10-14 July 2016
Africa/Johannesburg timezone
Paper Submission is Open!! Registration for CCP2016 Conference will be open at the registration desk @ St. George's Hotel reception area on Sunday 10 July / Welcome Dinner at 18:30 SAST.

Development of a simulated computer modelling of laser treatment for coronary heart disease


Mr Francois Kabeya (University of Johannesburg (UJ))

Abstract content <br> &nbsp; (Max 300 words)<br><a href="http://events.saip.org.za/getFile.py/access?resId=0&materialId=0&confId=34" target="_blank">Formatting &<br>Special chars</a>

Presently, there is no model that describes the efficacy of lasers in treating coronary artery disease (CAD), which can be used by clinicians with or without minimal side effects. The current conventional CAD treatment with medication or bypass surgery or minimally invasive methods often present serious side effects such as breathing problems, heart attack, and dry cough, amongst others including sudden death (Skiner, 1993: 201-203; Mackinnon et al., 2003: 162).

The objective of this research project is to use a computer modelling approach to develop a model evaluating the required fluence rate, pulse duration, and beam profile for optimal laser treatment of coronary artery disease in order to establish a guideline that can be used by clinicians in South Africa.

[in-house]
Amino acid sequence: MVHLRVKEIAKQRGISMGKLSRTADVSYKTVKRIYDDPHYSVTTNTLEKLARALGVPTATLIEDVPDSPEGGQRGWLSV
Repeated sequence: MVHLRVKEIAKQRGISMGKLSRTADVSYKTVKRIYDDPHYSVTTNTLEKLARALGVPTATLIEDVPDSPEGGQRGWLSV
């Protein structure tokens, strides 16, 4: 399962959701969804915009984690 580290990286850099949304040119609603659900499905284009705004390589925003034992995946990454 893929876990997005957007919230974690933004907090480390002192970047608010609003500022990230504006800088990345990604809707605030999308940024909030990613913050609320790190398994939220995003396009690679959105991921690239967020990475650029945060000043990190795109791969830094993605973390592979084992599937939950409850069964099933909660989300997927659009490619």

It is demonstrated in Wech (2011: 29) and Karsten (2012: 1 - 2) that the optimal use of lasers as a treatment modality requires the understanding of all the parameters involved in the process of treatment. This includes the properties of the coronary artery (CA) tissue; the fluence rate reaching the target in order to provide the correct laser irradiance dose (J/cm2); the initial laser power, beam profile and pulse duration. To achieve these quantities, an integrating sphere experimental method will be used to determine all the optical parameters (fundamental and transport) of the CA tissue.  A simulation computing method named ‘new Monte Carlo’ in advanced system analysis program (ASAP) to predict fluence rate will be employed. This program is a computing technique based on the random number and probability statistics of photons’ tracks propagating a biological tissue.

Mathematical model will be developed using Maxwell’s equations and Fresnel’s equations to calculate the addition of simulated light returning to the surface within a specified region and surface reflections.

This research will provide a guideline for a new cost effective and optimal CAD treatment with minimised risk of side effects.

Primary authors

Mr Francois Kabeya (University of Johannesburg (UJ)) Prof. Heidi Abrahamse (University of Johannesburg)


Presentation Materials

Peer reviewing